This, of course, was a serious blow to biblical scholarship of the period, and one that was certain to raise the humanist hackles of Protestant and Roman Catholic intellectuals alike. Calvin describes Trent's "error" as "gross" and its "edict" as "barbarous." "Those," he writes, "who are acquainted with the [biblical] languages perceive that this version [i.e., the Vulgate] teems with innumerable errors, and this they make manifest by the clearest evidence." Nevertheless "the Fathers of Trent contend that although the learned thus draw the pure liquor from the very fountain [i.e., study Scripture in its original languages] and convict the infallible Vulgate of falsehood, they are not to be listed to."
Calvin offers numerous examples of mis-translation on the part of the Vulgate, particularly with regard to its rendering of the Old Testament, which proceeded from Jerome's somewhat dubious knowledge of biblical Hebrew. Jerome's failures in translation hardly need be rehearsed here; they are, just as Calvin noted, obvious to any and all who compare the original Hebrew to Jerome's Latin Bible. Perhaps the most famous of doubtful translations offered by Jerome is discovered in his description of Moses's "face" (faciem) as "horned" (cornutam) as the Prophet descended Mount Sinai (Ex. 34.29). Medieval and early modern artists read Jerome's description of Moses's "horned face" rather literally, and accordingly gave Moses horns in their artistic depictions of him:
One could, perhaps, place blame for the tradition of giving Moses' horns on medieval mis-interpreters of Jerome rather than Jerome himself. There are, however, plenty of passages in the Vulgate where Jerome cannot be so easily excused. So, for instance, in Psalm 2, a Messianic/Kingship Psalm where the Psalmist exhorts his hearers to "Kiss the Son," Jerome's translation of the Hebrew had Adprehendite disciplinam ("Embrace discipline"). "The former is clearly correct," Calvin observes. The former, in other words, clearly communicates what one finds in the Hebrew text. So "why," Calvin asks, "should the latter be held the more authentic?"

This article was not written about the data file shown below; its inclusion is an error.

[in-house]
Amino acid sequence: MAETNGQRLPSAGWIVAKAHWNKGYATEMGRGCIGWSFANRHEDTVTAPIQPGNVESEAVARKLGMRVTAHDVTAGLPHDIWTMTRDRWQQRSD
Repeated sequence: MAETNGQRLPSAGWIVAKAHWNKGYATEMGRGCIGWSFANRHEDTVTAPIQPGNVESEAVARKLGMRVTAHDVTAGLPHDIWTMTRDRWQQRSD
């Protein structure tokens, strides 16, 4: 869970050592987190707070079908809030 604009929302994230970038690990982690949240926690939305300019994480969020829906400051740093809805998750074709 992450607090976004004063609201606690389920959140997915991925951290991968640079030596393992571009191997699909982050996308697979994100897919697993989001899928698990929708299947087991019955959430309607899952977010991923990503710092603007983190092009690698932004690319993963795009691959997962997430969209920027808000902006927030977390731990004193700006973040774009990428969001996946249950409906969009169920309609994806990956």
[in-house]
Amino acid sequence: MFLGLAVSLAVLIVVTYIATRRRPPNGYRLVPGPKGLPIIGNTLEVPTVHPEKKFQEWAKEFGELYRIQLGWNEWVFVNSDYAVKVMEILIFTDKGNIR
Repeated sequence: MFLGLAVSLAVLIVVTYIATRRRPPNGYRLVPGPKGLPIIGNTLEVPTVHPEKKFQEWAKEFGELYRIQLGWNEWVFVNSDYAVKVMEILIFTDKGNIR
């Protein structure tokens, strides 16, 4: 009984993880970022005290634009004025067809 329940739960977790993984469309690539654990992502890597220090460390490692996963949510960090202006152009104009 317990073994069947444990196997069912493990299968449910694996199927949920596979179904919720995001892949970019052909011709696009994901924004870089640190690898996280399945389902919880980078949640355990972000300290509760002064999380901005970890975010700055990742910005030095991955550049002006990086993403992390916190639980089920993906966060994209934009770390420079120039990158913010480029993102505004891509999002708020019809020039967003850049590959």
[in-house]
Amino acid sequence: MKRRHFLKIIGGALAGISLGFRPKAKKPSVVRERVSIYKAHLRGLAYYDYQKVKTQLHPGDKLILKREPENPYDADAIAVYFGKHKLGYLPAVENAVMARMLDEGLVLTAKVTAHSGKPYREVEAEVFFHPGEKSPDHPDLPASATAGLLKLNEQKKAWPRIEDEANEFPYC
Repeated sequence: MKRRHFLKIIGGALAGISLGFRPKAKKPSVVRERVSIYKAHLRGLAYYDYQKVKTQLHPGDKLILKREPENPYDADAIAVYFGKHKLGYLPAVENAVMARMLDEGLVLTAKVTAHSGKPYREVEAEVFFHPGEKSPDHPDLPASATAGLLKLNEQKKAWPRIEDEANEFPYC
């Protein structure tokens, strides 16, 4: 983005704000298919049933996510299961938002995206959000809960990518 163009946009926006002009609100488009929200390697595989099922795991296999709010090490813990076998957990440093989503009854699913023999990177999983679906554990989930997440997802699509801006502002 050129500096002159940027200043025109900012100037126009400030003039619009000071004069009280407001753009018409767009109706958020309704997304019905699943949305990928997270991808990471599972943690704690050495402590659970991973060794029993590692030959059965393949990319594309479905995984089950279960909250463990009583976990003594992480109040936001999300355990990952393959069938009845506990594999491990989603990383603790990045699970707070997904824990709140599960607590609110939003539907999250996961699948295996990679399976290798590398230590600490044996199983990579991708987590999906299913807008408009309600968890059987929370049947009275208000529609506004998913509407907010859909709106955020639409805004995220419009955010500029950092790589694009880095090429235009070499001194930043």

Trent's decision to authenticate the Vulgate translation of the Bible isn't as curious as it seems upon the surface if one remembers the historical circumstances surrounding the Council's meeting. Rome clearly felt threatened by persons who challenged traditional dogmas on the basis of Scripture's original words, and decided to stop the mouths of such persons by taking Scripture in its original languages (or superior translations) from their hands and replacing it with a text which was less threatening since it was familiar to them, and could -- following well-worn patterns of argument -- be more easily turned to the defense of traditional, albeit ultimately unbiblical, doctrines. Of course, purely reactionary measures, such as this decision by Trent was, rarely produce sound practice or doctrine. This particular move on the part of Trent -- rejecting every Latin translation of Scripture but the Vulgate (no matter its obvious flaws) -- was at best obscurantist, at worst completely ludicrous. Indeed, Trent essentially adopted a position akin to that of twentieth-century fundamentalists who argue -- if it can be called argument -- that the King James Version of the English Bible is divinely inspired and must, therefore, reign supreme over other (better) translations of Scripture.
In Calvin's concluding words: "were this edict of the Council sanctioned, the simple effect would be that the Fathers of Trent would make the world look with their eyes open, and yet not see the light presented to them."
Aaron Clay Denlinger is professor of church history and historical theology at Reformation Bible College in Sanford, Florida.